Presented by the A&S Graduate Center, the Charles Center, and with support from the A&S Graduate Studies Advisory Board, the two-day event included panel research presentations, honors ePoster sessions, a Three Minute Thesis (3MT) competition (with “3MT-like” showcase for undergraduate students), as well as an ePoster presentation and networking reception. Several awards for excellence were presented, including those to the top three student presenters:

Pictured: Grace DeSalvo, top award winner, accepts certificate from Sarah Glosson, Director of the Arts & Sciences Graduate Center

Grace DeSalvo, Chemistry, William & Mary Interdisciplinary Award for Excellence in Research. 
Grace DeSalvo is a first-year M.S. candidate. Her research involves the study of fluorescent dyes and nanoscale emitters using laser spectroscopy. She is currently investigating the blinking dynamics of various emitters embedded in polymer matrix for applications in biological imaging. Grace holds a B.S. in Chemistry from William & Mary.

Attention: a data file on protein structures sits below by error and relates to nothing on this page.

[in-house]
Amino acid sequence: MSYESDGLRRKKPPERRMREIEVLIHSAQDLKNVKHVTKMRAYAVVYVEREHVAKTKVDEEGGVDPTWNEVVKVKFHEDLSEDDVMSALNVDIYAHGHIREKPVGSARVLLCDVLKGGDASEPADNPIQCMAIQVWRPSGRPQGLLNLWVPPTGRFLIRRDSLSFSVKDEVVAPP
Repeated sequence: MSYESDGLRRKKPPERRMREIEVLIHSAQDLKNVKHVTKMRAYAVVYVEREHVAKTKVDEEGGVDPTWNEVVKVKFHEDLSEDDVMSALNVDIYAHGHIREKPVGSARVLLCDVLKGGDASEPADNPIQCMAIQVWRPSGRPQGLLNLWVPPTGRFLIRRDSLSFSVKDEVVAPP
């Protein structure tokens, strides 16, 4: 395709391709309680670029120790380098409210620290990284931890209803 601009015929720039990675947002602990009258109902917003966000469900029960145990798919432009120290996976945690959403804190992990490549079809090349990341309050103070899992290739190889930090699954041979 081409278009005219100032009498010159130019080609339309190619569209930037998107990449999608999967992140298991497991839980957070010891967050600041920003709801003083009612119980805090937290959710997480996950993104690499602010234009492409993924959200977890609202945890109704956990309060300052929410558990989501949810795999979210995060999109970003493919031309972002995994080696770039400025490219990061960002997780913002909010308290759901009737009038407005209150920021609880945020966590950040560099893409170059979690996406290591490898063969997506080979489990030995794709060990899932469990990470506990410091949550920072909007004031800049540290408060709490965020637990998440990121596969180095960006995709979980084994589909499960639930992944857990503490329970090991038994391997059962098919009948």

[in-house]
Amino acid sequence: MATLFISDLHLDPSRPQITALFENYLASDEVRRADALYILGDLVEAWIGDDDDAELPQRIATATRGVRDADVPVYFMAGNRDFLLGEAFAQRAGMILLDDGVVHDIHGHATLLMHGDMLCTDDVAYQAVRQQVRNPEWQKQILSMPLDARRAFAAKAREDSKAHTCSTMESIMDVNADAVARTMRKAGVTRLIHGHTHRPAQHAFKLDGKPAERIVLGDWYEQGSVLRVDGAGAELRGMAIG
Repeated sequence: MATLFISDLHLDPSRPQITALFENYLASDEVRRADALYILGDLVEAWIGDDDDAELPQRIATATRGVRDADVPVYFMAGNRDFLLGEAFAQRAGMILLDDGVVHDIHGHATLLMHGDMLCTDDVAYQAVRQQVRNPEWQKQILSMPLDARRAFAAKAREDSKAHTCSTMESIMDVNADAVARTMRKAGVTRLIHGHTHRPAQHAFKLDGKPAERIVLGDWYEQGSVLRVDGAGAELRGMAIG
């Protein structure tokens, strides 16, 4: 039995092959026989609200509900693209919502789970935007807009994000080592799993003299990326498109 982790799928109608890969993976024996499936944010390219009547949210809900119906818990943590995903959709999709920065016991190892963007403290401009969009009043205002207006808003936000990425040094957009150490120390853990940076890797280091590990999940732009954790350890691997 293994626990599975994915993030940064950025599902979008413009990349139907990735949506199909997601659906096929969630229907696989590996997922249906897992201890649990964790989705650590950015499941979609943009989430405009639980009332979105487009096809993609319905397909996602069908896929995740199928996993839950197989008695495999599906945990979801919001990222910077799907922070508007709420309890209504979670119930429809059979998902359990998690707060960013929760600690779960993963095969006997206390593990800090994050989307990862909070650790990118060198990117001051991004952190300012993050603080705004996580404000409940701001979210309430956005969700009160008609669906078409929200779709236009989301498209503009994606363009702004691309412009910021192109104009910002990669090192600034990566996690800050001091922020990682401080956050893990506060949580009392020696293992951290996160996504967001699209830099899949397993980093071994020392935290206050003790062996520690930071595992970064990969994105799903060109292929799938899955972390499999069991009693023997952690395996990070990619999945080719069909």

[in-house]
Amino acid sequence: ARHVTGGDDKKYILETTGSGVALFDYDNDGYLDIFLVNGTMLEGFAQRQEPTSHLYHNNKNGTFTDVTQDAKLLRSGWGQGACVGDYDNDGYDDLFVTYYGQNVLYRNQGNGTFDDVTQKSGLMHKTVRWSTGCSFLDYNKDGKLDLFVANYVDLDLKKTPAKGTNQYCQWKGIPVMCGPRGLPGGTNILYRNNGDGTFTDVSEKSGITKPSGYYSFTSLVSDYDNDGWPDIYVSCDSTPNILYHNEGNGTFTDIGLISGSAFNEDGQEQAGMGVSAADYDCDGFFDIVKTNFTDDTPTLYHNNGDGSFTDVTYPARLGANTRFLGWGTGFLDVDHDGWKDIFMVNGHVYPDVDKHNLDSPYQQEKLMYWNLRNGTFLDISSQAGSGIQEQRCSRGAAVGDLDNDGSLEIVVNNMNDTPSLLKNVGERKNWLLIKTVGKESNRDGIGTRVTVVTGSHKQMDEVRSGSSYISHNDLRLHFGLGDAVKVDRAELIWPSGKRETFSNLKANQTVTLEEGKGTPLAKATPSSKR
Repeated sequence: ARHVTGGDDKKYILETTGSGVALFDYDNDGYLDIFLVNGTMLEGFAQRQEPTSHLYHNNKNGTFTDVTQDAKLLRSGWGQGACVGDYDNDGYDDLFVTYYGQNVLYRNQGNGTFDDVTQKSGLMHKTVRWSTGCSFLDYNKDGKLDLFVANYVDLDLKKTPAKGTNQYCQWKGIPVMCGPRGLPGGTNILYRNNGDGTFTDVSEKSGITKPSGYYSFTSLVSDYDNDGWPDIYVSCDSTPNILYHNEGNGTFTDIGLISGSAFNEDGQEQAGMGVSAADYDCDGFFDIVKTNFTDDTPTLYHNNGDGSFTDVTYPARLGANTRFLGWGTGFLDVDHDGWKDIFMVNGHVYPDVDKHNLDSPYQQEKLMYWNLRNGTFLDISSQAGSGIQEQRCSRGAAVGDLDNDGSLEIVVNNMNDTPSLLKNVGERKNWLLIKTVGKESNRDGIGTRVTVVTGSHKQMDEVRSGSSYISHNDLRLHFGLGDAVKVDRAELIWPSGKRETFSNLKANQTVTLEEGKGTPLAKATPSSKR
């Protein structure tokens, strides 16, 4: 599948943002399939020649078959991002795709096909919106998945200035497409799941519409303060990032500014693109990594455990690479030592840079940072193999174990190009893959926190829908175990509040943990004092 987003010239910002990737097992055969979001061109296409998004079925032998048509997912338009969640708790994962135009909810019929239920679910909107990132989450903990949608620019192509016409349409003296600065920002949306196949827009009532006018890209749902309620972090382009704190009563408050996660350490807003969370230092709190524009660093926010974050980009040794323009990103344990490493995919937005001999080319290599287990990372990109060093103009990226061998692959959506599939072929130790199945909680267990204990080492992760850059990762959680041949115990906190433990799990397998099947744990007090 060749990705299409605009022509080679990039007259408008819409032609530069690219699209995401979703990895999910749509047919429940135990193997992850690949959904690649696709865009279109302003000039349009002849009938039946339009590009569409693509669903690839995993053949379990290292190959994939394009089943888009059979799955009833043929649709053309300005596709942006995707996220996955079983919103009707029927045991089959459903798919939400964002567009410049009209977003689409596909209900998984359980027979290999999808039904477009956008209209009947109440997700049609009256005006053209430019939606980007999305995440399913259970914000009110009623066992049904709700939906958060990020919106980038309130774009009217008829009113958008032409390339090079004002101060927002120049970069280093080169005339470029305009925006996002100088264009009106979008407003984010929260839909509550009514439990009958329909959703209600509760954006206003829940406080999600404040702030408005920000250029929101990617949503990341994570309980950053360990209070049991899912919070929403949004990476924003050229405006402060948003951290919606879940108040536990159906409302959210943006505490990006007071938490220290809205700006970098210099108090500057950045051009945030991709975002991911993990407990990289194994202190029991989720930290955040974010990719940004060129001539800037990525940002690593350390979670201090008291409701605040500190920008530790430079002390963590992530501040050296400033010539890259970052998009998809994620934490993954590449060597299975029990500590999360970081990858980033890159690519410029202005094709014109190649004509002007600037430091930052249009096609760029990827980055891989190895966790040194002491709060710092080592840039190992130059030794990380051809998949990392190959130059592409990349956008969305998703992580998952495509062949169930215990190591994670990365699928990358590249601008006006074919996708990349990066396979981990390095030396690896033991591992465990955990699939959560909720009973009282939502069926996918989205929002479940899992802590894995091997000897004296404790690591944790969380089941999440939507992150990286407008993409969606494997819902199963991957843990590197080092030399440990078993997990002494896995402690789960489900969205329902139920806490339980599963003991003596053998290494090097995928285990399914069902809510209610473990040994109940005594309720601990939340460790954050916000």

Olanrewaju Lasisi, Anthropology, Graduate Studies Advisory Board Award for Excellence in Scholarship in the Humanities and Social Sciences. 
Olanrewaju Lasisi is a seventh-year doctoral candidate. His research examines the intersection of the built environment, the performance of ritual, and cultural astronomy in the practice of space and power politics in the Bight of Benin, West Africa.

Rachel Rosengarten Hunnicutt, American Studies, Graduate A&S Award for Excellence in Scholarship in the Humanities and Social Sciences.